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UK court finds government’s digital surveillance powers unlawful

Jan 31, 2018 · 3 min read

UK court finds government’s digital surveillance powers unlawful

The UK government’s mass surveillance powers were deemed unlawful on Tuesday (January 30) in a court decision that could force a revision of the country’s spy laws.

The case was originally brought by the Labour member of parliament Tom Watson. After Tuesday’s ruling, he urged the British government to “ensure that hundreds of thousands of people, many of whom are innocent victims or witnesses to crime, are protected by a system of independent approval for access to communications data.”

Court rulings against the UK surveillance regime

The Data Retention and Investigatory Powers Act (DRIPA) was put into effect in 2014 and has since been replaced by the Investigatory Powers Act of 2016. On Tuesday, UK Court of Appeal judges ruled that DRIPA infringed British people’s rights because, among other things, it:

  • did not restrict access to this data, in the context of the investigation and prosecution of crime, to the purpose of fighting serious crime;
  • let police and public bodies authorize their own access, instead of subjecting access requests to prior authorization by a court or independent body.

Back in December 2016, the European Court of Justice (CJEU) decided that the retention of private communication data enabled by DRIPA was illegal unless proper oversight measures were set up, including an independent judicial review.

The CJEU ruling came a month after the UK Parliament had already passed the significantly more severe Investigatory Powers Act (IP Act), unofficially called the Snoopers’ Charter. The IP Act permitted even more intrusion into the digital lives of British citizens, which Edward Snowden dubbed “the most extreme surveillance in the history of western democracy.”

The matter in question for the government now is that although the Court of Appeal ruling concerns the out-of-date DRIPA, there’s no ignoring the fact that the IP Act is also incompatible with the judgment. Going beyond the already extensive scope of DRIPA, the IP Act also legalized further unprecedented mass surveillance powers – including mass hacking, spying on phone calls and emails on an industrial scale and racking up massive databases of sensitive information on millions of people.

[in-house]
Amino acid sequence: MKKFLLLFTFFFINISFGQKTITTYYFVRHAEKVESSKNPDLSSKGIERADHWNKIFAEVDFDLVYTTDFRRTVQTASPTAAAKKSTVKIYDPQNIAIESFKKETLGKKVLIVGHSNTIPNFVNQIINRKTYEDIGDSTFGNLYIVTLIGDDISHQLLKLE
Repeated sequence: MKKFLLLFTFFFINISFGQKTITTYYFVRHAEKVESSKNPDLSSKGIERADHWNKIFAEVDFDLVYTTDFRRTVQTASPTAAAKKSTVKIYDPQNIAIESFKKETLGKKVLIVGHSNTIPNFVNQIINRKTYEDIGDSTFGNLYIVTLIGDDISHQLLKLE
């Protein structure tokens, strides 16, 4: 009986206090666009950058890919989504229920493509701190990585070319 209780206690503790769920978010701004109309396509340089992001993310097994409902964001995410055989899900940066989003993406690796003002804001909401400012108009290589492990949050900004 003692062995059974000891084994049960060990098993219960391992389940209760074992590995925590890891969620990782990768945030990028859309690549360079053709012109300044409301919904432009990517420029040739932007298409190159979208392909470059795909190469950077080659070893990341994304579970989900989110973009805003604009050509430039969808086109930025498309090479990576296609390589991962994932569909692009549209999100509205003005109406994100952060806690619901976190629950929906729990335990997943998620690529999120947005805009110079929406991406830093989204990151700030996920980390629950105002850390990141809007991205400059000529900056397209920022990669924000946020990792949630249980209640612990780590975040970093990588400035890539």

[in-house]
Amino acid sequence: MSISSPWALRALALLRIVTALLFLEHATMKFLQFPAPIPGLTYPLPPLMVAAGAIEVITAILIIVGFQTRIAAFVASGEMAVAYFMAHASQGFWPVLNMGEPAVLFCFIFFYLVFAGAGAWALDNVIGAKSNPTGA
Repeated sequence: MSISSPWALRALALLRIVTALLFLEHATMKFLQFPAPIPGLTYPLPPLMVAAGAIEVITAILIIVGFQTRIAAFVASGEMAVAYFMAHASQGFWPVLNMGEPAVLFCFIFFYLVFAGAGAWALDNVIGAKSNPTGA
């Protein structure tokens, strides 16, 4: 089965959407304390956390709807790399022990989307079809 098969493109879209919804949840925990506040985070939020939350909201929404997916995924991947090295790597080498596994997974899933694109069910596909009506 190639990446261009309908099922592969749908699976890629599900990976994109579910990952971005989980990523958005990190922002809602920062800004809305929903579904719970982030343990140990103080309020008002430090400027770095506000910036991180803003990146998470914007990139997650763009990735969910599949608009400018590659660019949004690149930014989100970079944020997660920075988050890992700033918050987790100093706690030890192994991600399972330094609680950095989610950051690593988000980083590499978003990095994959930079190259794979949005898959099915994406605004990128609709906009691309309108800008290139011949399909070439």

Response from both sides

“Yet again a UK court has ruled the government’s extreme mass surveillance regime unlawful,” said civil rights group Liberty director, Martha Spurrier, in a statement.

She reminded that no politician was above the law. “When will the Government stop bartering with judges and start drawing up a surveillance law that upholds our democratic freedoms?” she asked, calling for “the latest incarnation of the Snoopers’ Charter” to be changed.

Liberty is challenging the IP Act in a different case, and crowdfunders have recently donated over £50,000 in just a few days to support this challenge.

Meanwhile, the government defended its use of private communications data to fight serious and organized crime and said that the ruling concerned out of date legislation.

Ben Wallace, the UK government’s security minister, claimed that the judgment would “not undermine the [data retention] regime” as the government had acted preemptively in November by banning senior police officers from self-authorizing access to communication data and demanding approval from a new “investigatory powers commissioner.”

The government claimed these amendments to the IP Act are sufficient to ensure the surveillance program is lawful.

Liberty says these revisions don’t go nearly far enough. The rights group claims they are not even in full accordance with past court rulings requiring mandatory safeguards, and points out they still allow government bodies to retain and access personal data indiscriminately.

Besides, critics have argued that the government is effectively trying to change the definition of serious crime to keep allowing state agencies blanket access to bulk data.

How can you protect yourself from unlawful surveillance?

Will the latest ruling against the Investigatory Powers Act finally force the UK government to make significant changes to its surveillance regime? We are yet to see.

In the meantime, there are things you can do to protect yourself. The most effective method is to get a VPN, such as NordVPN, which will keep your communications on the Internet private.

For example, if you are in London, you can have your Internet traffic routed through a server in a different location (say, Ireland). Then, through that server, you connect to the destination site of your choice. Your Internet data is now encrypted, meaning no snooping organization can read it.

Naturally, you should be cautious and only use trusted VPN services that do not log your Internet activity. This way, you can protect yourself and keep your information private while the situation develops.

Ruby Gonzalez
Ruby Gonzalez successVerified author

Ruby is a cybersecurity expert and the Head of Communications at NordVPN. In her compelling stories, she sheds light upon the latest happenings in the online privacy and security world.

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